As a national adviser for Vision 2020—a center at Drexel University College of Medicine’s Institute for Women’s Health and Leadership dedicated to promoting women’s economic and social equality—Ms. McDonnell seeks to empower women in the workplace and encourage them to take control of their finances.

“The diversity of thought you get when you bring people in from other walks of life and backgrounds produces a greater result,” she says.

She is especially proud of the work she has done to support veterans in the workplace. In 2011, as soon as she heard about the imminent drawdown of American troops overseas, she took action. She involved Penn Mutual in opening a Center for Veterans Affairs at The American College of Financial Services. She has since received the President’s Award from the college for her efforts.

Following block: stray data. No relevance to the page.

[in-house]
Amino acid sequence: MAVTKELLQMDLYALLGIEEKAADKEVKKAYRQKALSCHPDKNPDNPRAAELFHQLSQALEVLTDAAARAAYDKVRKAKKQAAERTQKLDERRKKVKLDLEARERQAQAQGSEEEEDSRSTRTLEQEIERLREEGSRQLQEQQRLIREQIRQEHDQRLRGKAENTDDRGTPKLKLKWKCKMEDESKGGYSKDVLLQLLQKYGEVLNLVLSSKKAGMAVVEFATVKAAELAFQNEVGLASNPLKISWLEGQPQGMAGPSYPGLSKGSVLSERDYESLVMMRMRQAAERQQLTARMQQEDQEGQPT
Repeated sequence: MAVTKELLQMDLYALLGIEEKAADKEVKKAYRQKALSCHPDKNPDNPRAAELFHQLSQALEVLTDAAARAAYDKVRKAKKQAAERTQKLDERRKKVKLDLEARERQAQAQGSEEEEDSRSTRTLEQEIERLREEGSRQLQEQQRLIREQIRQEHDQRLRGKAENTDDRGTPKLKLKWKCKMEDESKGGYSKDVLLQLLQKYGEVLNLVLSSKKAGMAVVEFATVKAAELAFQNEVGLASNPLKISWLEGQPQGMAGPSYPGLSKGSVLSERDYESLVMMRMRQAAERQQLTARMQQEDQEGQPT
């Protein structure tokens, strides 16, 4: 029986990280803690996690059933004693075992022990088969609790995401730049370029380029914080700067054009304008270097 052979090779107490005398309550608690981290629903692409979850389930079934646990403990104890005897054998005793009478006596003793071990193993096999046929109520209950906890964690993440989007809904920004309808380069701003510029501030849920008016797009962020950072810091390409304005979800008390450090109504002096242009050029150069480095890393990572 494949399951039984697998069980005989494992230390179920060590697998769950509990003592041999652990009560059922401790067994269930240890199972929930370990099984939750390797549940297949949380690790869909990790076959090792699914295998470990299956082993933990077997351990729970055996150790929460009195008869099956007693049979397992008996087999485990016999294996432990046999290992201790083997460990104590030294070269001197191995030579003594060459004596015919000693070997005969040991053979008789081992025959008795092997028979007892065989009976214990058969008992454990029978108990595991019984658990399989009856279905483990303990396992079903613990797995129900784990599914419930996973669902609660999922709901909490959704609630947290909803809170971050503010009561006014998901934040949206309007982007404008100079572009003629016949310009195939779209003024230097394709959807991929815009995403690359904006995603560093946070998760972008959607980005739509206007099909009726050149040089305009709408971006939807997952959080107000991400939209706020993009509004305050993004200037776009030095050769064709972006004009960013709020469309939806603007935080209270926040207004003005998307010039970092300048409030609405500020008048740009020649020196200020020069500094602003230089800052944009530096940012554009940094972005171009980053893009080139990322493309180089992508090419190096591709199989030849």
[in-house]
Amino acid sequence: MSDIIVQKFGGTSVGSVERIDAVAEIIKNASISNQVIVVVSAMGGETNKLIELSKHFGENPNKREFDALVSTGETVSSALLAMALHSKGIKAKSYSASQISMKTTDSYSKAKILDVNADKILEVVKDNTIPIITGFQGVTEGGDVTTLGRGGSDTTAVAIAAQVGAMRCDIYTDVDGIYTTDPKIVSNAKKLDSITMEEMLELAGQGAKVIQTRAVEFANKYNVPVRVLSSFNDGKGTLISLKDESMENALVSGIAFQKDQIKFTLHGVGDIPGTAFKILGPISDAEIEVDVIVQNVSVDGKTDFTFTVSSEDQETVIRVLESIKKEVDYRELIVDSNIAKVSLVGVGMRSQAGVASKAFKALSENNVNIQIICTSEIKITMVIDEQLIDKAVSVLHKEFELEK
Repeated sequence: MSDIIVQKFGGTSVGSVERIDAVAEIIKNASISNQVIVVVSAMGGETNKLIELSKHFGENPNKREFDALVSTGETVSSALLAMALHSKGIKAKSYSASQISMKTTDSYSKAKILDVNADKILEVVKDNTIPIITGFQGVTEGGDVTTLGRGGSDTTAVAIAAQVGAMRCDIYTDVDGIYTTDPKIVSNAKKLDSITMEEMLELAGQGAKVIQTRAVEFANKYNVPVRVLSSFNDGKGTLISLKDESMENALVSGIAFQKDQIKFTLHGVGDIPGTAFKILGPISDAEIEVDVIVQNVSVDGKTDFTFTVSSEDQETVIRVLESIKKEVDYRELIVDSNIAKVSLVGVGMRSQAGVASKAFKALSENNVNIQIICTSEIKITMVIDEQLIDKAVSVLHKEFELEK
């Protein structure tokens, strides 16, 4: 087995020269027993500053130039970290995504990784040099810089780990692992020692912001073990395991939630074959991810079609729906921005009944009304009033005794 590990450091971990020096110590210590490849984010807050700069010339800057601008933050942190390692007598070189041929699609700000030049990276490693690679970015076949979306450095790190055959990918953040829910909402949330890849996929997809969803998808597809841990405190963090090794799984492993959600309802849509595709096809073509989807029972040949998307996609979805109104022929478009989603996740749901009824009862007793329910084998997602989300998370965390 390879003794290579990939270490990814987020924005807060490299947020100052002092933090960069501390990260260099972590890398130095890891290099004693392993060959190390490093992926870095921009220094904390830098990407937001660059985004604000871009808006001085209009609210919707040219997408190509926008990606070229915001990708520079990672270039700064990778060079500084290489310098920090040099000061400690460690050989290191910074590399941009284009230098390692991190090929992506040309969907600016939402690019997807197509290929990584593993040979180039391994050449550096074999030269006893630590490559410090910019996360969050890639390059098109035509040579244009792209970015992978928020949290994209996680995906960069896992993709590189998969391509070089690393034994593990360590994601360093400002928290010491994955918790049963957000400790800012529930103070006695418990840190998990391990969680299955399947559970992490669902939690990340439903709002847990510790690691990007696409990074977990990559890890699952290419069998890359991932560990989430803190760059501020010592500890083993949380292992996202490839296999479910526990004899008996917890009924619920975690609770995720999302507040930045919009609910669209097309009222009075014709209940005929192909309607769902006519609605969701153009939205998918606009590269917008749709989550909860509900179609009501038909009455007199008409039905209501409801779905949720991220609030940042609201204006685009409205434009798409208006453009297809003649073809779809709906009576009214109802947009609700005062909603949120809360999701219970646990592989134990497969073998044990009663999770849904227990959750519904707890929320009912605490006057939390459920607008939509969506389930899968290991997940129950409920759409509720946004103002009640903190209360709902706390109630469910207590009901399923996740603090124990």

The center offers a number of scholarships and online learning options. Getting an education is one thing, but gaining employment is something else entirely. “We want to help veterans and their families gain the employment they need,” she says.

The optimism Ms. McDonnell is showing for veterans is reflective of her natural ability to motivate others, which, in turn, has allowed her to thrive in the competitive insurance industry despite some long odds. The fourth of six children, she says she learned early on the power of diplomacy. Her parents also instilled in her the value of education. “My father, who was an elementary school principal, definitely set high standards for us,” Ms. McDonnell says. “I can recall coming home and getting a 99 on this test and him saying, ‘What happened to the other point?’”